Arnon Grunberg



On decline and nice countries – The Economist:

‘Between 2010 and 2020 the number of people in the country grew by around 7.4%. That was the slowest decade of growth since the Great Depression (when the population grew by 7.3%). In the 1990s the growth rate was 13%. The main culprit is falling birth rates. The total fertility rate—a measure of how many children a typical woman will have in her lifetime—was steady or rising for 30 years from the mid-1970s. In 2008, however, it fell below 2.1, the level needed to keep the population stable, and has since declined to 1.67 (see chart 1). If it remains below 2.1, only immigration can keep the population growing in the long run. Yet net immigration, too, has been falling since the 1990s.’


‘The phenomenon is hardly unique to America. The populations of many other rich countries are growing even more slowly or shrinking. So are those of many developing countries. That of China, America’s biggest geopolitical rival, shrank in 2023 for the second year in a row. Its fertility rate has tumbled to just 1.15 children per woman. Russia’s population is smaller than it was in 1991. America’s demographic problems are much smaller than those of its peers. Yet there are reasons to worry that America will adapt to slow growth even less readily than other countries.’


‘Between 2010 and 2020 just two states lost population: Mississippi and West Virginia. The population of Illinois was essentially unchanged. All the rest grew. But in 2021, 17 out of 50 shrank. The pandemic doubtless exacerbated the trend, but internal migration shows no sign of stopping, so these contractions are in all likelihood a sign of things to come.’


‘But the biggest problem is that, once a place starts shrinking, it can set in motion reinforcing cycles that accelerate the decline. For example, when there is far more housing available than people to fill it, the result tends to be a collapse in the value of homes. If it is severe enough, landlords and even homeowners stop maintaining their properties, because the cost of repairs is higher than the return they will generate. As the resulting blight spreads and neighbourhoods begin to feel hollowed out, the incentive to stay is reduced even further. This is what is called a death spiral.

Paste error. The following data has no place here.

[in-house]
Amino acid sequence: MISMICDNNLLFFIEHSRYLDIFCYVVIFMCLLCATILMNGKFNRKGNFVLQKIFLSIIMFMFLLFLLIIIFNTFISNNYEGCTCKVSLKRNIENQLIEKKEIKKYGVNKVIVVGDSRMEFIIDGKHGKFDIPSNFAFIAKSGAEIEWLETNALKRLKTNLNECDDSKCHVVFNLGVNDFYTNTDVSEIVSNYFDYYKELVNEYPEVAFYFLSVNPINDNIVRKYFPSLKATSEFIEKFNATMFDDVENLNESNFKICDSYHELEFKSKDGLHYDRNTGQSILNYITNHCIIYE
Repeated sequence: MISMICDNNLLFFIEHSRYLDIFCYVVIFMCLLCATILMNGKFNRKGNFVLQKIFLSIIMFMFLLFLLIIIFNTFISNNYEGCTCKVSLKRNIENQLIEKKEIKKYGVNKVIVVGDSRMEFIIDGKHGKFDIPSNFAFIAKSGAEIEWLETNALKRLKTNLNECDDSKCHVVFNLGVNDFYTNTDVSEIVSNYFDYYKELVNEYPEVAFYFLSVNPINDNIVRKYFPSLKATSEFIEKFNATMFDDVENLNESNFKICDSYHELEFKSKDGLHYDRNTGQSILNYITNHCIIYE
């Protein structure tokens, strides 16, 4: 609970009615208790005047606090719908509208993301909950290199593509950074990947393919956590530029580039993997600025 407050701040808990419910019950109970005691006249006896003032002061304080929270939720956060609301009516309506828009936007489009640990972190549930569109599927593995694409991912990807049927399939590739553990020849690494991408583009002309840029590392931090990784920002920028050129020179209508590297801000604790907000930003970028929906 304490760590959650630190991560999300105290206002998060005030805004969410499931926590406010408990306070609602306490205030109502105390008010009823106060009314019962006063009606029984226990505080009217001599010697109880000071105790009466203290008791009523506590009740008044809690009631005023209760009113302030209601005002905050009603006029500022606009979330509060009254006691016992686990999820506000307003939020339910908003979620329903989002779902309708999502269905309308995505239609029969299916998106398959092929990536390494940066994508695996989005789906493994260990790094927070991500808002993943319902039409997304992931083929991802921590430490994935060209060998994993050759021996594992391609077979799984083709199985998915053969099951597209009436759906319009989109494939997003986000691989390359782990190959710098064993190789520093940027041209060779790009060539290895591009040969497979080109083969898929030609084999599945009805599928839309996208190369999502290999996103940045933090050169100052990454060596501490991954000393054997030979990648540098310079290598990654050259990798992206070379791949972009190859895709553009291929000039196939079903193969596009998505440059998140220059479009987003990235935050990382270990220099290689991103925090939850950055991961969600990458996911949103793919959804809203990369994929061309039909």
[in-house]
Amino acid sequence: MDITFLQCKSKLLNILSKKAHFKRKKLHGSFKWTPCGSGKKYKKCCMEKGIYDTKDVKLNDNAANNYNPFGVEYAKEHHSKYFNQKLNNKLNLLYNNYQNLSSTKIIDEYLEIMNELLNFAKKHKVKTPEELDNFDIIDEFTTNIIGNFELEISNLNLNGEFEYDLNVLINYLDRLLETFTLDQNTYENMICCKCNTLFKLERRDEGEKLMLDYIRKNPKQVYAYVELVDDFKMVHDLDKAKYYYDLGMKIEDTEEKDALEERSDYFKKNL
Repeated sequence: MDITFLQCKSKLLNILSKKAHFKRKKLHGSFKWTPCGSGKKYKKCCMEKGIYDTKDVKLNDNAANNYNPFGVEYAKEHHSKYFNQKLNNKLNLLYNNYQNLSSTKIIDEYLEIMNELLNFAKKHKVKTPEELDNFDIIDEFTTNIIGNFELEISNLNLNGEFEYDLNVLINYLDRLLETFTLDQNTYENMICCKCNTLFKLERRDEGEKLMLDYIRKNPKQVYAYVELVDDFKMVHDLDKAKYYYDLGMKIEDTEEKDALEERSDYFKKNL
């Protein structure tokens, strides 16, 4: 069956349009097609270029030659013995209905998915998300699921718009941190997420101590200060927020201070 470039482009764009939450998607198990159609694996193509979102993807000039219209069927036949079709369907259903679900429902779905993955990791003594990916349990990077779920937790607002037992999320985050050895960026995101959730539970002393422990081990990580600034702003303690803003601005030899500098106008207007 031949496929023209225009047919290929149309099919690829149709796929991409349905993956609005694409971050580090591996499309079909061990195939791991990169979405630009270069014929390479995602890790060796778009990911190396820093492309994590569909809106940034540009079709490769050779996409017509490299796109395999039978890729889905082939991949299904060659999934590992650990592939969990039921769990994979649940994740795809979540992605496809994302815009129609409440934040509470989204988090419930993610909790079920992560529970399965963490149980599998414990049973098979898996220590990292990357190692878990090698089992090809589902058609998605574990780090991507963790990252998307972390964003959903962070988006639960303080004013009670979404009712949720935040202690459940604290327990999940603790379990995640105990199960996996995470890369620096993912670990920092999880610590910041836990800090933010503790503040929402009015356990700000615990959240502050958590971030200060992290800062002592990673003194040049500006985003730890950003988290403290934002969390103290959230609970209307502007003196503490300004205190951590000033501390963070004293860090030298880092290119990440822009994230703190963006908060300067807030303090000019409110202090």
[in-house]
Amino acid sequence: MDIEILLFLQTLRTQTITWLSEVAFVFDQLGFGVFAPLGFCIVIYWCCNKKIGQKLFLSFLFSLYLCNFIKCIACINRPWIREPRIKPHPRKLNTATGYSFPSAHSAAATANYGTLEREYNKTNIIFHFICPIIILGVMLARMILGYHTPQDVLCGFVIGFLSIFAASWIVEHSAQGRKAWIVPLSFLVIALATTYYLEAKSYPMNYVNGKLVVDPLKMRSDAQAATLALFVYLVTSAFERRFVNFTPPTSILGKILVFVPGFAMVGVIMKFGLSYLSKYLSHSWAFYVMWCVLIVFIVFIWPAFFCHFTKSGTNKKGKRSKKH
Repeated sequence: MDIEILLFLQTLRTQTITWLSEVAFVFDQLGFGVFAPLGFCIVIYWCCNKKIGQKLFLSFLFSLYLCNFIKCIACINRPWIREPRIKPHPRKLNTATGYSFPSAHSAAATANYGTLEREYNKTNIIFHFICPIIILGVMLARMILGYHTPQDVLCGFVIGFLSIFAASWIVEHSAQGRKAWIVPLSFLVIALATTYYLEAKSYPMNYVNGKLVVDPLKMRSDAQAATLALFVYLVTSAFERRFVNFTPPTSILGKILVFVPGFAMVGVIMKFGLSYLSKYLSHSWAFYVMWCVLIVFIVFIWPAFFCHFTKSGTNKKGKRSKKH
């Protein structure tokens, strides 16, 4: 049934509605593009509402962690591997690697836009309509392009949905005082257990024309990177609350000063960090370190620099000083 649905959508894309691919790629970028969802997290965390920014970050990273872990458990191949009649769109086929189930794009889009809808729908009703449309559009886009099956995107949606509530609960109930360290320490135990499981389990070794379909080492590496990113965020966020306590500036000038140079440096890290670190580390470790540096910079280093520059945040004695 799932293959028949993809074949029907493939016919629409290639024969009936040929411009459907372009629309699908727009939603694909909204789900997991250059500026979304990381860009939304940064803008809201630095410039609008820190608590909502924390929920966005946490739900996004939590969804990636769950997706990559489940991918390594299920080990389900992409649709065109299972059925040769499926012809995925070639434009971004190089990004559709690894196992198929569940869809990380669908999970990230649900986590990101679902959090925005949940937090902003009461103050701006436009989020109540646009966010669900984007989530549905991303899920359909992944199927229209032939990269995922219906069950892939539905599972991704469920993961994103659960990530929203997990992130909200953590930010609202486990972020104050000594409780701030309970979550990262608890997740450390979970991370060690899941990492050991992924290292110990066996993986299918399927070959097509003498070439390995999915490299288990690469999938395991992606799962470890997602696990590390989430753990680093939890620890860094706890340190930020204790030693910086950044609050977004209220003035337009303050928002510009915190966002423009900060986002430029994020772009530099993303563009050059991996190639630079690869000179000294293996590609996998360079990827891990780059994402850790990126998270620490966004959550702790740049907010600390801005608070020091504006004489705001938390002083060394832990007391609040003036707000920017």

Death spirals tend to be worse in America because of the remarkable level to which the government is decentralised. Just 8% of spending on primary and secondary education comes from the federal government, for example, and less than a quarter of the spending on law enforcement. Local and regional authorities levy 48% of all tax collected in America, compared with just 20% in France and 6% in Britain (see chart 2). And even America’s federal spending typically comes in the form of grants linked to population levels. So when local tax revenues shrink, services must be cut or taxes must rise.’


‘Yet much of the recent slowdown in America’s population growth dates to Mr Trump’s presidency when, even before the pandemic, net migration fell by a quarter as his administration deliberately gummed up the immigration services. If he is re-elected, Mr Trump promises “the largest domestic deportation operation in American history”, to remove illegal immigrants. (Admittedly Mr Trump says that he is in favour of legal immigration. He occasionally promises a “big beautiful door” as well as “a big beautiful wall”. But he wants to let in only people from “nice” countries.)’

Read the article here.

Forget Sicily, some part of eastern Germany, parts of France and Spain, where population decline turned villages and town into places for ghost. The death spiral in the US is going to be even uglier. Yes, you can buy real estate for a few dollars, in poor condition, and don’ count on services in the neighborhood.

Immigration is a temporary solution. It all depends on how you define ‘nice countries.’ But look at Meloni in Italy, even democratically elected dictators or would-be dictators realize that they need immigrants in order to survive, even if they officially hate them.

For many regions and towns in the US the immigrants will come too late, if they come at all to these places.

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